US5796138A (en) * 1996-08-16 1998-08-18 United Microelectronics Corporation Semiconductor memory device having a tree type capacitor
US5904522A (en) * 1996-08-16 1999-05-18 United Microelectronics Corp. Method of fabricating a semiconductor memory device having a capacitor
US5763305A (en) * 1996-08-16 1998-06-09 United Microelectronics Corporation Method for forming a semiconductor memory device with a capacitor
US5912485A (en) * 1996-08-16 1999-06-15 United Microelectronics Corporation Capacitor structure for a semiconductor memory device
US5759890A (en) * 1996-08-16 1998-06-02 United Microelectronics Corporation Method for fabricating a tree-type capacitor structure for a semiconductor memory device
US5874757A (en) * 1996-08-16 1999-02-23 United Microelectronics Corporation Dual-packed capacitor DRAM cell structure
US5950084A (en) * 1996-08-16 1999-09-07 United Microelectronics Corp. Method of manufacturing dual-packed capacitor for DRAM cells
US5866454A (en) * 1996-08-16 1999-02-02 United Microelectronics Corporation Method of fabricating a capacitor structure for a dynamic random access memory cell with cellular voids
US5952689A (en) * 1996-08-16 1999-09-14 United Microelectronics Corp. Semiconductor memory device having tree-type capacitor
US5783848A (en) * 1996-08-16 1998-07-21 United Microelectronics Corporation Memory cell
US5744833A (en) * 1996-08-16 1998-04-28 United Microelectronics Corporation Semiconductor memory device having tree-type capacitor
US5744390A (en) * 1996-08-16 1998-04-28 United Microelectronics Corporation Method of fabricating a dram cell with a plurality of vertical extensions
US5817565A (en) * 1996-08-16 1998-10-06 United Microelectronics Corp. Method of fabricating a semiconductor memory cell having a tree-type capacitor
US6037212A (en) * 1996-08-16 2000-03-14 United Microelectronics Corp. Method of fabricating a semiconductor memory cell having a tree-type capacitor
US5739060A (en) * 1996-08-16 1998-04-14 United Microelecrtronics Corporation Method of fabricating a capacitor structure for a semiconductor memory device
US5719419A (en) * 1996-08-16 1998-02-17 United Microelectronics Corporation Capacitor structure for a dynamic random access memory cell
US6127219A (en) * 1996-08-16 2000-10-03 United Microelectronics Corp. Method of fabricating a semiconductor memory device having a branching capacitor
US6153464A (en) * 1996-08-16 2000-11-28 United Microelectronics Corp. Method of fabricating a semiconductor memory device having a branching capacitor
US5811332A (en) * 1996-08-16 1998-09-22 United Microeletronics Corp. Method of fabricating a capacitor structure for a semiconductor memory device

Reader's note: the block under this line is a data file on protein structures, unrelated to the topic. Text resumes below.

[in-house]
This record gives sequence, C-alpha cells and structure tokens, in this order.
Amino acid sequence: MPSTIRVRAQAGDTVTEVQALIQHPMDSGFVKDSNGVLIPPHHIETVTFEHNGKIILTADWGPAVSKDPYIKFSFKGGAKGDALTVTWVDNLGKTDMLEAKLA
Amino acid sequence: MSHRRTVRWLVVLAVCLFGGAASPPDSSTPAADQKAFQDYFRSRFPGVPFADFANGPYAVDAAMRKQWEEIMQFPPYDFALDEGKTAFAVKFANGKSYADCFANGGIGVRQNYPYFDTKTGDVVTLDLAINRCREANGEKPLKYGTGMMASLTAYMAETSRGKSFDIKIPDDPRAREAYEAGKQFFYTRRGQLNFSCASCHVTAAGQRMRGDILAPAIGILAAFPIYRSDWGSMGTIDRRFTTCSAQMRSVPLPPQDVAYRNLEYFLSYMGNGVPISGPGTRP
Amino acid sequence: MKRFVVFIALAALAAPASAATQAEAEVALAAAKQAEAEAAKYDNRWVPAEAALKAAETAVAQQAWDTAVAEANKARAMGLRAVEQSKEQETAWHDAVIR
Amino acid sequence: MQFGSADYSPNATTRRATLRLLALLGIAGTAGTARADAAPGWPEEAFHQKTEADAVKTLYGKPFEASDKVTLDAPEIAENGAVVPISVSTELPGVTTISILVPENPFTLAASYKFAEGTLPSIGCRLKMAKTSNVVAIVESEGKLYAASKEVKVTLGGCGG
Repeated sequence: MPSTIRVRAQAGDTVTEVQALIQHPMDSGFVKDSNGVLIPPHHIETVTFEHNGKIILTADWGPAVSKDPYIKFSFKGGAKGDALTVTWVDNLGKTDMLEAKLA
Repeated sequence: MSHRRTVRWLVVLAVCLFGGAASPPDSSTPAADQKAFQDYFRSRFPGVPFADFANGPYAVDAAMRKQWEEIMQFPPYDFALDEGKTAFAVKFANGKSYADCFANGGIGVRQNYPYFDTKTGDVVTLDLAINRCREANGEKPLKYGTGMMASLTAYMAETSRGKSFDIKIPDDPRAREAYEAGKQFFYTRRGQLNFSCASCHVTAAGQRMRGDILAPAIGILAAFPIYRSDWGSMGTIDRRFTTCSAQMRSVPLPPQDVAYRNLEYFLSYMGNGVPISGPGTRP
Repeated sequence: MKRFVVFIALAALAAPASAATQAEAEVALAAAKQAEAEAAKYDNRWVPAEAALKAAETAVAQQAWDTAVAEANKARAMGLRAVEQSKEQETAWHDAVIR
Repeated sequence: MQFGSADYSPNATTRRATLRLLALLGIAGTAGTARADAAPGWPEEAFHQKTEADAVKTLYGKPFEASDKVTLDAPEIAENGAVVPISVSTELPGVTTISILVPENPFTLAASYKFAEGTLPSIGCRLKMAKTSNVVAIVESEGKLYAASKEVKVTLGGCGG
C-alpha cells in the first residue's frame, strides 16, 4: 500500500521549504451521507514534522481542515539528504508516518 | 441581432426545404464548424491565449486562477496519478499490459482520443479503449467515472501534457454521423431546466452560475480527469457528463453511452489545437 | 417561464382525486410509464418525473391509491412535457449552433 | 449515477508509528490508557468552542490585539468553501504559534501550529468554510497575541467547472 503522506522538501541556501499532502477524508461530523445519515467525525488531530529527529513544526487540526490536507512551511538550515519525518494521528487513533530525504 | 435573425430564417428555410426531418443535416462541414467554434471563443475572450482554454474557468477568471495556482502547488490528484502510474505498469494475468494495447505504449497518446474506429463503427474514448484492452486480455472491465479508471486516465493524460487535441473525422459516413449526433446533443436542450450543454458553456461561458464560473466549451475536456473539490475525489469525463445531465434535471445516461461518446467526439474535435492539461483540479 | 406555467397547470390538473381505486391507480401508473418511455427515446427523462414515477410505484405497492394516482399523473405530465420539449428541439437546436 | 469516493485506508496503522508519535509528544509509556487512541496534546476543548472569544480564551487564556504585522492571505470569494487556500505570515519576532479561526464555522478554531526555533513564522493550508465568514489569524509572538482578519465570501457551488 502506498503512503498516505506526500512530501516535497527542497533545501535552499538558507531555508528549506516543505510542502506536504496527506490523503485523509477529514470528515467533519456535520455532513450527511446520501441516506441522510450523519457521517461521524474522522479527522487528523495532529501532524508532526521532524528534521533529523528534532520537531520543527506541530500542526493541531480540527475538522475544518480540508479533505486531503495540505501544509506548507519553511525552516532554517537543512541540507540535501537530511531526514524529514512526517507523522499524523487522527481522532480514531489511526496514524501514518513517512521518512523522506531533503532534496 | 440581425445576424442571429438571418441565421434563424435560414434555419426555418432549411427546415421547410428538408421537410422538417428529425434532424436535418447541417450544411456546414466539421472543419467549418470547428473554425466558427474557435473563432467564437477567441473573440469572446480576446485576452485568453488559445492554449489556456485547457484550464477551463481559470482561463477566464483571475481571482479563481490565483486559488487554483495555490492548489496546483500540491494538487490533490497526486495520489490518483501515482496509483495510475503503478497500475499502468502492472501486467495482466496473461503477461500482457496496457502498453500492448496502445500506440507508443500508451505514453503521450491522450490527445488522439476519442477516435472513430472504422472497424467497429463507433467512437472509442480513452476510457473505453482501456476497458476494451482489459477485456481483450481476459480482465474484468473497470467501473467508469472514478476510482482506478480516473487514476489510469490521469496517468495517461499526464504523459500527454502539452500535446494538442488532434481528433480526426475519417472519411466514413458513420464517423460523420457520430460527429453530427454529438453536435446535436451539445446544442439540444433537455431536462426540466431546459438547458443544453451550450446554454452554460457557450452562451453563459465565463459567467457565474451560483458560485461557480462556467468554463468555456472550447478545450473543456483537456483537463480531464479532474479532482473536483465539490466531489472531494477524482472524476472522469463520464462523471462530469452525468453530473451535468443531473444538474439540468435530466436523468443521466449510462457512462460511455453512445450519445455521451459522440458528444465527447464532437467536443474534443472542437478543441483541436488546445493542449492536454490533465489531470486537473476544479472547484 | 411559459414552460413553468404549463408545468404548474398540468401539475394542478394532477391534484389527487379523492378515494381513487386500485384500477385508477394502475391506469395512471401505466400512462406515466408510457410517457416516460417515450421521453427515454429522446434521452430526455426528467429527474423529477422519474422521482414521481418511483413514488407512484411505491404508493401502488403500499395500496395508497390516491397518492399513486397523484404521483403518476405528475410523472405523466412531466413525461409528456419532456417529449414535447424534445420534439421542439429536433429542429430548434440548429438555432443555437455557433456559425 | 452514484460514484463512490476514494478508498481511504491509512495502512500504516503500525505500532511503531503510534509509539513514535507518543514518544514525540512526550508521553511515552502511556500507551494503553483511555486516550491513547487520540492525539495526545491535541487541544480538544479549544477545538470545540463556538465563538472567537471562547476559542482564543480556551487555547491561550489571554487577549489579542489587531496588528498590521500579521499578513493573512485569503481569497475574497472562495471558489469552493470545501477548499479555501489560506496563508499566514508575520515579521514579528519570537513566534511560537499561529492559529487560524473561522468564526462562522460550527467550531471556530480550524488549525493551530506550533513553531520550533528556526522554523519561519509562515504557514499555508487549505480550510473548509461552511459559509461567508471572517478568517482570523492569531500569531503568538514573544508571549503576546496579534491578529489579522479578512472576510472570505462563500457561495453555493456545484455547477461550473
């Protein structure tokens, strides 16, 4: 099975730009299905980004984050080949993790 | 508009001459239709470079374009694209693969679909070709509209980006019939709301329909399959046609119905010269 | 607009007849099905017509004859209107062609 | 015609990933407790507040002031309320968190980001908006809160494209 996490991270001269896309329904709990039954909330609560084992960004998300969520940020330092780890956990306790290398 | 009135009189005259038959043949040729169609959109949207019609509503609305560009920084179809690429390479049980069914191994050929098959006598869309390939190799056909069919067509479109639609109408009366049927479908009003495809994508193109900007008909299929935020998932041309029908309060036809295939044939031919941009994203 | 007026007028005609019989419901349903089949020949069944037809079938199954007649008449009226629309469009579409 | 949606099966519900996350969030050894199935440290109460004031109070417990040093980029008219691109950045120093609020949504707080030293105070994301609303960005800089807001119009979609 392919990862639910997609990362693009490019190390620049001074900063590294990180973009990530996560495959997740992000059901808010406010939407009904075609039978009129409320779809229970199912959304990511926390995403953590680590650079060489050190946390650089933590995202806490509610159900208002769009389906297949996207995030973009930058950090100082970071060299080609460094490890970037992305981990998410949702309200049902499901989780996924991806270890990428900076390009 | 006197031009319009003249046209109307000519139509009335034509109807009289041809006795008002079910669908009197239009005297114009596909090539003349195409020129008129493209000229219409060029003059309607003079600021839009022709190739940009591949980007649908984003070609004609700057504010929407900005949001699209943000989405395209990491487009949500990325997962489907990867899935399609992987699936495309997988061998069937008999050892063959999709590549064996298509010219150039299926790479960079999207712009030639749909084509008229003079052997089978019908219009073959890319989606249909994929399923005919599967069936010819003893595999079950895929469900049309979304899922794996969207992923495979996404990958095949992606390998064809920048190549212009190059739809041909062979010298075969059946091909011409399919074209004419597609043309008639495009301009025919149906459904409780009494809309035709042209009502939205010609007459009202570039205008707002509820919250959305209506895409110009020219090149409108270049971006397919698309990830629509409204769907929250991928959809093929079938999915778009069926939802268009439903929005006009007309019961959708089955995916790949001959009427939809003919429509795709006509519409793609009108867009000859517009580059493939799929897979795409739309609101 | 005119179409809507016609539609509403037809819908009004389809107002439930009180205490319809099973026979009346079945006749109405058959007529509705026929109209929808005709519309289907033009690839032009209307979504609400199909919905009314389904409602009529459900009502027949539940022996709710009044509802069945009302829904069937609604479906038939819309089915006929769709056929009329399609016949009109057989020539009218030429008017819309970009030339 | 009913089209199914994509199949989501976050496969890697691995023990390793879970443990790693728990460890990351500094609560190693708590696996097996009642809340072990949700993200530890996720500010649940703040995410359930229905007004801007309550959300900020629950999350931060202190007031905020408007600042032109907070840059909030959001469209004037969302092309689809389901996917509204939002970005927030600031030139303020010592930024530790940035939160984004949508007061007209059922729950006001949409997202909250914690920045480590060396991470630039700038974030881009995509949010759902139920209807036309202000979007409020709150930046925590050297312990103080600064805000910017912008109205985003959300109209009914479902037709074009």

US5909045A (en) * 1996-08-16 1999-06-01 United Microelectronics Corporation Semiconductor memory device having tree-type capacitor
US6033951A (en) * 1996-08-16 2000-03-07 United Microelectronics Corp. Process for fabricating a storage capacitor for semiconductor memory devices
US5973375A (en) * 1997-06-06 1999-10-26 Hughes Electronics Corporation Camouflaged circuit structure with step implants
US6124196A (en) * 1998-03-24 2000-09-26 Hyundai Electronics Industries Co., Ltd. Variable circuit connector and method of fabricating the same
US6667245B2 (en) 1999-11-10 2003-12-23 Hrl Laboratories, Llc CMOS-compatible MEM switches and method of making
US7166515B2 (en) 2000-10-25 2007-01-23 Hrl Laboratories, Llc Implanted hidden interconnections in a semiconductor device for preventing reverse engineering
US6815816B1 (en) 2000-10-25 2004-11-09 Hrl Laboratories, Llc Implanted hidden interconnections in a semiconductor device for preventing reverse engineering
US20020096776A1 (en) * 2001-01-24 2002-07-25 Hrl Laboratories, Llc Integrated circuits protected against reverse engineering and method for fabricating the same using an apparent metal contact line terminating on field oxide
US6791191B2 (en) 2001-01-24 2004-09-14 Hrl Laboratories, Llc Integrated circuits protected against reverse engineering and method for fabricating the same using vias without metal terminations
US7294935B2 (en) 2001-01-24 2007-11-13 Hrl Laboratories, Llc Integrated circuits protected against reverse engineering and method for fabricating the same using an apparent metal contact line terminating on field oxide
US6774413B2 (en) 2001-06-15 2004-08-10 Hrl Laboratories, Llc Integrated circuit structure with programmable connector/isolator
US6740942B2 (en) 2001-06-15 2004-05-25 Hrl Laboratories, Llc. Permanently on transistor implemented using a double polysilicon layer CMOS process with buried contact
US20040012067A1 (en) * 2001-06-15 2004-01-22 Hrl Laboratories, Llc Programmable connector/isolator and double polysilicon layer CMOS process with buried contact using the same
US6893916B2 (en) * 2001-06-15 2005-05-17 Hrl Laboratories, Llc Programmable connector/isolator and double polysilicon layer CMOS process with buried contact using the same
US6919600B2 (en) 2001-06-15 2005-07-19 Hrl Laboratories, Llc Permanently on transistor implemented using a double polysilicon layer CMOS process with buried contact
US20040164361A1 (en) * 2001-06-15 2004-08-26 Hrl Laboratories, Llc Permanently on transistor implemented using a double polysilicon layer CMOS process with buried contact
US6897535B2 (en) 2002-05-14 2005-05-24 Hrl Laboratories, Llc Integrated circuit with reverse engineering protection
US7008873B2 (en) 2002-05-14 2006-03-07 Hrl Laboratories, Llc Integrated circuit with reverse engineering protection
US8258583B1 (en) 2002-09-27 2012-09-04 Hrl Laboratories, Llc Conductive channel pseudo block process and circuit to inhibit reverse engineering
US7888213B2 (en) 2002-09-27 2011-02-15 Hrl Laboratories, Llc Conductive channel pseudo block process and circuit to inhibit reverse engineering